The literature surrounding the question concerning the use of open versus closed stacks and restricted access to videos and other library materials can be categorized into two main areas. The first is public access to library materials in general collections. Most of these studies focus on balancing issues of security and inventory control, consolidating service points and staff downsizing, and enhancing user experiences. Second, literature discusses separate locations for unique collections. Separate locations are often required for ease of display for periodicals and new books, value and replaceability for archives and special collections, frequency of use for reserves and reference materials, or finally, format for audio visual materials and microforms.

General Collections

The discussion regarding of the value of open or closed stacks in general has been around for decades. An early prime example of this discussion was Warren B. Hicks’s 1954 article, “Open or closed stacks?” published in Collection and Research Libraries.5 At the time, he surveyed 69 colleges with fewer than 1,000 students. This survey showed that the majority of those libraries had open stacks for their general and core collections, but this study offered no clear advantages to either system. Hicks does note a trend at that time of opening up traditionally closed collections such as periodicals and reserves.


Discussions of housing periodical collections in open stacks have continued. Gretchen Roberts’ s 1992 article, “Open vs. closed stacks for academic library periodical collections” published in The Reference Librarian, exemplifies the challenges and opportunities in opening the closed periodical stacks at Onodaga Community College.6 The challenges such as security and loss rate in Roberts’s analysis are similar for any library considering moving any collection from a closed to open stacks environment.

Special Collections

Special collections, by their nature, have had a long tradition of closed stacks. In the article, “Accessing closed collections,” which appeared in a 1999 issue of Technical Services Quarterly, authors Nelson and Frantz note that more human intervention is needed to allow for discovery of materials housed in closed stacks such as in a special collection or archives.7 Detailed notes and enhanced descriptions are required in catalog records for un-browsable material. In addition, customized finding aids, displays, and bibliographies are also all essential in connecting users to material in closed stacks.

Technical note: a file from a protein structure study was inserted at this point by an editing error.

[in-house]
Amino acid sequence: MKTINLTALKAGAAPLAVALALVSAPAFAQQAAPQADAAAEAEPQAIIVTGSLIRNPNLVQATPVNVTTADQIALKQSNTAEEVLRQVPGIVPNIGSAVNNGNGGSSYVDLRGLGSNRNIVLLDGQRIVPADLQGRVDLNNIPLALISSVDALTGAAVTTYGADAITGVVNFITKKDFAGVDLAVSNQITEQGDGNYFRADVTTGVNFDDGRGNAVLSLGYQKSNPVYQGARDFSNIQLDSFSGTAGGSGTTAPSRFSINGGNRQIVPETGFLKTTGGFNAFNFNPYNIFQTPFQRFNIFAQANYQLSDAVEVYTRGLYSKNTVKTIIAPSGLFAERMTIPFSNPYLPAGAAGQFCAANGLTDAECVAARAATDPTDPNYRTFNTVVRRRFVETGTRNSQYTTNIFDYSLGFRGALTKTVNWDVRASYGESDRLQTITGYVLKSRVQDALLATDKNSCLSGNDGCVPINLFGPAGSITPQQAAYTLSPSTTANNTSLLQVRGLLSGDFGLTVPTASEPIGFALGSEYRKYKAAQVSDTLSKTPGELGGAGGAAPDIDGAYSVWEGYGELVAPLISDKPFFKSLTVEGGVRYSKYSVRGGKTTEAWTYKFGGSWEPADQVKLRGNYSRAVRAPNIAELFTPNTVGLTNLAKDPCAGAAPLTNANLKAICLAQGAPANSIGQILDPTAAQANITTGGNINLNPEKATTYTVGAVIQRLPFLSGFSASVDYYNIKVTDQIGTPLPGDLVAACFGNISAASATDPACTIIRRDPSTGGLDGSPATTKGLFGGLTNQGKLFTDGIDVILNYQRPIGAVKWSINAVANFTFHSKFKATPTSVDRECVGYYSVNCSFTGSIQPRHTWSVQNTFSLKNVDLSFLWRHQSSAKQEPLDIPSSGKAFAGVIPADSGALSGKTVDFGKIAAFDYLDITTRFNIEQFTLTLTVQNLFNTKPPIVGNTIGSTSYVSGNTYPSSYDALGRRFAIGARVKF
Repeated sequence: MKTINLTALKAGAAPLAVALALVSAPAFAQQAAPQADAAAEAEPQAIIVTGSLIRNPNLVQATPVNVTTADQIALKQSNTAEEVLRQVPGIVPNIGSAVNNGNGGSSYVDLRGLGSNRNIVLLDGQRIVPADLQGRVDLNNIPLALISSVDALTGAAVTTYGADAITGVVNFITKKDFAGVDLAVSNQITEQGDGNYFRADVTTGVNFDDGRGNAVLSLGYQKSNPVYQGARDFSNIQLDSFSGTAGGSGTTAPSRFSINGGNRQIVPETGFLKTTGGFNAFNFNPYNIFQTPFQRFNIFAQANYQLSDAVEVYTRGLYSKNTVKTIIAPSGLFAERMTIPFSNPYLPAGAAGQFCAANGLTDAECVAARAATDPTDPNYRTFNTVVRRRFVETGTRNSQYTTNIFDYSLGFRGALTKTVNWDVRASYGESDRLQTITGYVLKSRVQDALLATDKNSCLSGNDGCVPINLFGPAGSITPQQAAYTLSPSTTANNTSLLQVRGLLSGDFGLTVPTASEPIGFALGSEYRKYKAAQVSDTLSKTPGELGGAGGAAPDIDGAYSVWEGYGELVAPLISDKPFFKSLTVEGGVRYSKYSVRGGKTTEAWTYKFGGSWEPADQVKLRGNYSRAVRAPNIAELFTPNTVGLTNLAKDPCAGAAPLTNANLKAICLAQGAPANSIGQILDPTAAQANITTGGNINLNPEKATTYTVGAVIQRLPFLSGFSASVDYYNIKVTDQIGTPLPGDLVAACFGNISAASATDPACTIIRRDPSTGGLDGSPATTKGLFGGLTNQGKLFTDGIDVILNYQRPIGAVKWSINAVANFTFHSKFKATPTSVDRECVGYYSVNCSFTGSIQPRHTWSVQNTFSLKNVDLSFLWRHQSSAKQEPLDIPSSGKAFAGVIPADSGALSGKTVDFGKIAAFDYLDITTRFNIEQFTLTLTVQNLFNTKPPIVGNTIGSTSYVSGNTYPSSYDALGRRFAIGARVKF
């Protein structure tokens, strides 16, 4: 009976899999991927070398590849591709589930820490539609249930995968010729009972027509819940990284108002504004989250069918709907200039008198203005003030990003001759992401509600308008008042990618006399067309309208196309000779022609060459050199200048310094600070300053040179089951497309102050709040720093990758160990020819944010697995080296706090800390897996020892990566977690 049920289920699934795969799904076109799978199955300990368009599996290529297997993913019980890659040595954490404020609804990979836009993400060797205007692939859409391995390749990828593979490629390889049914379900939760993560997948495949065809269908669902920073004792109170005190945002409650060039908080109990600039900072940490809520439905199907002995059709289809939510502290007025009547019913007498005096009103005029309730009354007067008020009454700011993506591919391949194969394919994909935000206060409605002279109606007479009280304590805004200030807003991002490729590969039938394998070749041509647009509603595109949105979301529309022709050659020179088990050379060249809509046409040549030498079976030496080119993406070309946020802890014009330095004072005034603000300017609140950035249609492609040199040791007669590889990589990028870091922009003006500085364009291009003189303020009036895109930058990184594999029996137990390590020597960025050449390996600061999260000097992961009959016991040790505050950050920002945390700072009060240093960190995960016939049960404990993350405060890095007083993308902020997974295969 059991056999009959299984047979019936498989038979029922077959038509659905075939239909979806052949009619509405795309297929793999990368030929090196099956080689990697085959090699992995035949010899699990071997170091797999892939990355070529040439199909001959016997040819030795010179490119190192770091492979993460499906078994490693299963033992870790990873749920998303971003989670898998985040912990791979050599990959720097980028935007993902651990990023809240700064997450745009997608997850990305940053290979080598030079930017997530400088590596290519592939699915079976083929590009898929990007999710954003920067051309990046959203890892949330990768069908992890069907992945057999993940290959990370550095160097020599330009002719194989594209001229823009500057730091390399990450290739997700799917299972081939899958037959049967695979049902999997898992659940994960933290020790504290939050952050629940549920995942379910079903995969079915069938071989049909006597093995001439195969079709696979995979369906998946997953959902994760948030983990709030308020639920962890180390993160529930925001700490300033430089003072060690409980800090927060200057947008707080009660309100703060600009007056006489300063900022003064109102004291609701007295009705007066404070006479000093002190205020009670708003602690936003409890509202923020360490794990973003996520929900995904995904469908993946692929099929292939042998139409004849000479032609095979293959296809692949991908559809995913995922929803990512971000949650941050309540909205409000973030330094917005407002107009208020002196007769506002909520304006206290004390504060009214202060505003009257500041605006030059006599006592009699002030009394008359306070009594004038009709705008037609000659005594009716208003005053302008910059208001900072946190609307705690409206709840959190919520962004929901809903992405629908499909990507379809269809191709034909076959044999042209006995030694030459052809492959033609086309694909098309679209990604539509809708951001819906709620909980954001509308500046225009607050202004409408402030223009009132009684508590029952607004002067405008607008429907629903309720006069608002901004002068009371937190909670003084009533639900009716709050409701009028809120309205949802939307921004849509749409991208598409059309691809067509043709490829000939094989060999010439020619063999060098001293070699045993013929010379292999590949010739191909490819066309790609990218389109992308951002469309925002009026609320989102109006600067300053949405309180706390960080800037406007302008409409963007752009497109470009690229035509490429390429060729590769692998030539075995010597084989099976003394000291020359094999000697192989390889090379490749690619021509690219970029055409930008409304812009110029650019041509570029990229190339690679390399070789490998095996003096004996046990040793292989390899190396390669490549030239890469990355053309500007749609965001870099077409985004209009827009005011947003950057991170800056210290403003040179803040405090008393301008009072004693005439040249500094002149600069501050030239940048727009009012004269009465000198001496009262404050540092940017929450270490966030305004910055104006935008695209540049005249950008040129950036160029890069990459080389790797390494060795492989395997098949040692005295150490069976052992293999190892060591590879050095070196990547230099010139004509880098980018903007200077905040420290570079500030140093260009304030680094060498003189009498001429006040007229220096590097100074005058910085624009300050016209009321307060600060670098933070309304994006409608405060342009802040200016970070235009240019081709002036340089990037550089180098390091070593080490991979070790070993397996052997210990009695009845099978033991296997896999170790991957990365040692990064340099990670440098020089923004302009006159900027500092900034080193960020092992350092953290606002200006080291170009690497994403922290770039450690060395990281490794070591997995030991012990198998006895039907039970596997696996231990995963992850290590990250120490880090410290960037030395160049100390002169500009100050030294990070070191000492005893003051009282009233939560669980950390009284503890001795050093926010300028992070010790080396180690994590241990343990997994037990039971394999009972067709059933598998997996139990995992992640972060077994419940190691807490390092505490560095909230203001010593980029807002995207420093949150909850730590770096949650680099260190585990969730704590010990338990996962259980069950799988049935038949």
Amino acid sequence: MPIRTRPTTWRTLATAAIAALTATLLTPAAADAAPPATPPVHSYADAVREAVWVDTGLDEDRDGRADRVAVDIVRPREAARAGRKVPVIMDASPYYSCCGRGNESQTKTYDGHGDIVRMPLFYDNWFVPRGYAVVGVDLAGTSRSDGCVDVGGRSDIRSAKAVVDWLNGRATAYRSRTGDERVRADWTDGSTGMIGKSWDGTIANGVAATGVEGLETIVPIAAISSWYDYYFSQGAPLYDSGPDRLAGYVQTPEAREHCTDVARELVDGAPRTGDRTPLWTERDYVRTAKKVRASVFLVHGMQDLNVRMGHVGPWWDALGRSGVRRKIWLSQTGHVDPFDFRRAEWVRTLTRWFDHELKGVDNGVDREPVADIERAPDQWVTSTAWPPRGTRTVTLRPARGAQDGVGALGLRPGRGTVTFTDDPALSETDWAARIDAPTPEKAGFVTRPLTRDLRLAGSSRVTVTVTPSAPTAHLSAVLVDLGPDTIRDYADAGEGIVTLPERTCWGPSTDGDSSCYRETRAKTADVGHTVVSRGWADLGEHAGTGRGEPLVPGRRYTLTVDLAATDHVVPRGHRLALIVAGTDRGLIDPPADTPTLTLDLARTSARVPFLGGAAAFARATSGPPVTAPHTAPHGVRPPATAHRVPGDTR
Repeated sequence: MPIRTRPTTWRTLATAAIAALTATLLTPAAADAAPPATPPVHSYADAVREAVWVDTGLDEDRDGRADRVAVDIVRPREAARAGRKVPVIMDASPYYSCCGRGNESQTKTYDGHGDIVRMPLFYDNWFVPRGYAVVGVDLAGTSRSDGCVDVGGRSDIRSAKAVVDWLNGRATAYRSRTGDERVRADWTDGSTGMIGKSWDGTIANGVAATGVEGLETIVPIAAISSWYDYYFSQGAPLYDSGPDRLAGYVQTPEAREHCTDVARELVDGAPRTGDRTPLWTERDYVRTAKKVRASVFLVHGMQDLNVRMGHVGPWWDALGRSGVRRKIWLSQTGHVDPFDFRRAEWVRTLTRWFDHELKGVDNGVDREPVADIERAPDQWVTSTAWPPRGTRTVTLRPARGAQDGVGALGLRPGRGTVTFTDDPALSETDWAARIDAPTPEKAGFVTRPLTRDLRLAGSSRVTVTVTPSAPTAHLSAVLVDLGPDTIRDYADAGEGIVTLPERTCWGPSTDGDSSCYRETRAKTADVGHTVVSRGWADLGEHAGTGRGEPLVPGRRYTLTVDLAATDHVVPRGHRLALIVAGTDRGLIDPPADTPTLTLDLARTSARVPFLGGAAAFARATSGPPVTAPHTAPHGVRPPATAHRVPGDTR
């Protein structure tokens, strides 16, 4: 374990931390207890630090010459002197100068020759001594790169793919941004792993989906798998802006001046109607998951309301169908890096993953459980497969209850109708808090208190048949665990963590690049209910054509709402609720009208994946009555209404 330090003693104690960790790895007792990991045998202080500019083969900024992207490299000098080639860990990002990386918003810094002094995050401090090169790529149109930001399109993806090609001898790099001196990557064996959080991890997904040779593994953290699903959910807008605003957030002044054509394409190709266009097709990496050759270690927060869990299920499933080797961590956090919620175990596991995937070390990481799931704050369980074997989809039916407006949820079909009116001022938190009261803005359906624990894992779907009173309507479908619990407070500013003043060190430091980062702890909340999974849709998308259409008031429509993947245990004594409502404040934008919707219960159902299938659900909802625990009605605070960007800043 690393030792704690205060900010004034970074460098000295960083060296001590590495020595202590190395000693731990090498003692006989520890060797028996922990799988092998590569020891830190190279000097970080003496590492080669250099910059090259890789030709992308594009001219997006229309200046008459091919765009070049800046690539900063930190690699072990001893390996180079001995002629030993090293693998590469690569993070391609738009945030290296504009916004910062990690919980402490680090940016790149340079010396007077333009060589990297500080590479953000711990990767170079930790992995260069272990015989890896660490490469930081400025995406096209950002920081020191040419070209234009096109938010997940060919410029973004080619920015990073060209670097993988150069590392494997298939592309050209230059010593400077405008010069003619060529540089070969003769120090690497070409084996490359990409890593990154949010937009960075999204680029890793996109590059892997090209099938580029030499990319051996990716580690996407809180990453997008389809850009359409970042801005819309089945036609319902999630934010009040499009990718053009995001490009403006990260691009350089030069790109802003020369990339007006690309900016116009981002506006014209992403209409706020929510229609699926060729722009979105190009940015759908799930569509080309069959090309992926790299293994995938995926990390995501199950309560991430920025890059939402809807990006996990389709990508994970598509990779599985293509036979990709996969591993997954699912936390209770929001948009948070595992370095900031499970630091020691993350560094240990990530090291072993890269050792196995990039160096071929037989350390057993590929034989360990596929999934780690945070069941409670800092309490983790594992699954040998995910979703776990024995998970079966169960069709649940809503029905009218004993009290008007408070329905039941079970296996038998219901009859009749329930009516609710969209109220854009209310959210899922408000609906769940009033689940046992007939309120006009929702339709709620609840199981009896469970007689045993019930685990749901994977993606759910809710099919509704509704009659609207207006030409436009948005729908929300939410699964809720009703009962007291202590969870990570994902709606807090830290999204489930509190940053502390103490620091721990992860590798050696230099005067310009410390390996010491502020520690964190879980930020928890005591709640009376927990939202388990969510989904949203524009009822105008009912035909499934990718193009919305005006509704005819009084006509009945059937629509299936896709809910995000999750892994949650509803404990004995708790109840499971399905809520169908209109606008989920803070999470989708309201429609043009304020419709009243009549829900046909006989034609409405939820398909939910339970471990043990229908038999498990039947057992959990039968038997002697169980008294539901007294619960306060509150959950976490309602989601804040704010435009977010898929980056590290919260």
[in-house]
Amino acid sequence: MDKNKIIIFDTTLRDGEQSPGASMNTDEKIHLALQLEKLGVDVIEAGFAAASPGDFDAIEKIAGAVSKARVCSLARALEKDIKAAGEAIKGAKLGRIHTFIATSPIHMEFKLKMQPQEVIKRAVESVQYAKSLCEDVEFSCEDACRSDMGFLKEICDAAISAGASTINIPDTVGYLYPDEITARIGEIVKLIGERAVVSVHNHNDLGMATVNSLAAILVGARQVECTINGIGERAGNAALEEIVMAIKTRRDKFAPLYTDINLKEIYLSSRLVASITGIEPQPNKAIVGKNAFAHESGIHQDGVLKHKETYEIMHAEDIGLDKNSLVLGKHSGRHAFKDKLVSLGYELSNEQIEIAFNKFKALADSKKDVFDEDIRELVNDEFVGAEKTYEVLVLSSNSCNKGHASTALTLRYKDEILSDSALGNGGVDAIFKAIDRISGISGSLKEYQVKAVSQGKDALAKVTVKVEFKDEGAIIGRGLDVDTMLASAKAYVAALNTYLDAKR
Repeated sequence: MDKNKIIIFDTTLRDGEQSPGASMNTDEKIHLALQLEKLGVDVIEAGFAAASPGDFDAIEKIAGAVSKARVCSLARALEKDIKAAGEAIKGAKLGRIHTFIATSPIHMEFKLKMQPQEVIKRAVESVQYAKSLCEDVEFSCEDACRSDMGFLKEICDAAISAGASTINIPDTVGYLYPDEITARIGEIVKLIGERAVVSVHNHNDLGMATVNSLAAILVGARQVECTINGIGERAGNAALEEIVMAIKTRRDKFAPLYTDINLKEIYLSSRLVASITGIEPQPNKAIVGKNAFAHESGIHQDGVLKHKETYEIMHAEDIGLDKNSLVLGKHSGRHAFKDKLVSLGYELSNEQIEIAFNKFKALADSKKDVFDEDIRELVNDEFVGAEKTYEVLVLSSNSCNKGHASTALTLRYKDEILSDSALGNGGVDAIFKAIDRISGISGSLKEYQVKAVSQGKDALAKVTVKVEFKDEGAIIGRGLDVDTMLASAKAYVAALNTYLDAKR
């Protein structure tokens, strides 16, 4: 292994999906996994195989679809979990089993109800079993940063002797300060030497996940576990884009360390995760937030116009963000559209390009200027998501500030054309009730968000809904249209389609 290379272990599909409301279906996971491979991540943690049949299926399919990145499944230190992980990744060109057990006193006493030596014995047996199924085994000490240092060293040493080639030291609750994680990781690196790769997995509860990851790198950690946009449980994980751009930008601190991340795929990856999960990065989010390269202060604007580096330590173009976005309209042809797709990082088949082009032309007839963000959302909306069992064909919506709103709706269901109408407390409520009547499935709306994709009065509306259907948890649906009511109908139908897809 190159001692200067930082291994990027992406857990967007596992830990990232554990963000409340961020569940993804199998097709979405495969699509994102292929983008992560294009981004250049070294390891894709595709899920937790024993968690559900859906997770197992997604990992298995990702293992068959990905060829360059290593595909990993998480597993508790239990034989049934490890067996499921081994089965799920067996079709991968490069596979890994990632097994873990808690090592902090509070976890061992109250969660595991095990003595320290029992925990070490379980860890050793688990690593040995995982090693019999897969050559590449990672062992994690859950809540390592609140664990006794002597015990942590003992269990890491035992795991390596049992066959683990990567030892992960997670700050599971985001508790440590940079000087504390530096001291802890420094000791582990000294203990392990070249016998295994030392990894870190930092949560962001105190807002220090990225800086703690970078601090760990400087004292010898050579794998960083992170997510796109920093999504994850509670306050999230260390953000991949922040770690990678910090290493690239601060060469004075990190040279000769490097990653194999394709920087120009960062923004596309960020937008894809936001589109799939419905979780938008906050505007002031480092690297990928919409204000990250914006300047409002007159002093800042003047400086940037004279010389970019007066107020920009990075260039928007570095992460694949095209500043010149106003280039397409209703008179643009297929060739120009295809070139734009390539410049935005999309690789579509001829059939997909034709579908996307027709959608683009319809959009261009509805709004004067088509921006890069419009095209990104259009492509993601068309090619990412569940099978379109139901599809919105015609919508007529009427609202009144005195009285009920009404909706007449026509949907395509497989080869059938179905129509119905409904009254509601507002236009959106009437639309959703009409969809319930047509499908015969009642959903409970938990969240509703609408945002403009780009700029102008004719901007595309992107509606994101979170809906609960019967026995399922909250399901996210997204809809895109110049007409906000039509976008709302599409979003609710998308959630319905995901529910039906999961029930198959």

More recently, Sullenger discussed moving low-use print periodicals to closed stacks as patrons’ online use increases. Her 2010 article, “Closed stacks for current periodicals” in Serials Review analyzes the costs and benefits of separate periodical stacks.8 Closed stacks provide cost and time-saving benefits as the material now only needs minimal processing. The collection, however, has to be monitored as specific titles must be moved back to open stacks if the title is no longer available online. Sullenger often notes that most patrons who prefer browsing open stacks do not request material from the closed stacks. This suggests that closed stacks may be a significant barrier for patrons.


Research and analysis about the benefits of circulating video material in open stacks tend to be from a video librarian’s or media center’s perspective of video management or a separate video service view-point. The emphasis of this research is on circulation and integration of the material into the main library’s overall workflow as in Merry’s 2004 article, “The devil is in the details: An academic library acquires a video collection.”9 In this article, Merry discusses relocating video material to a main campus library after a renovation project.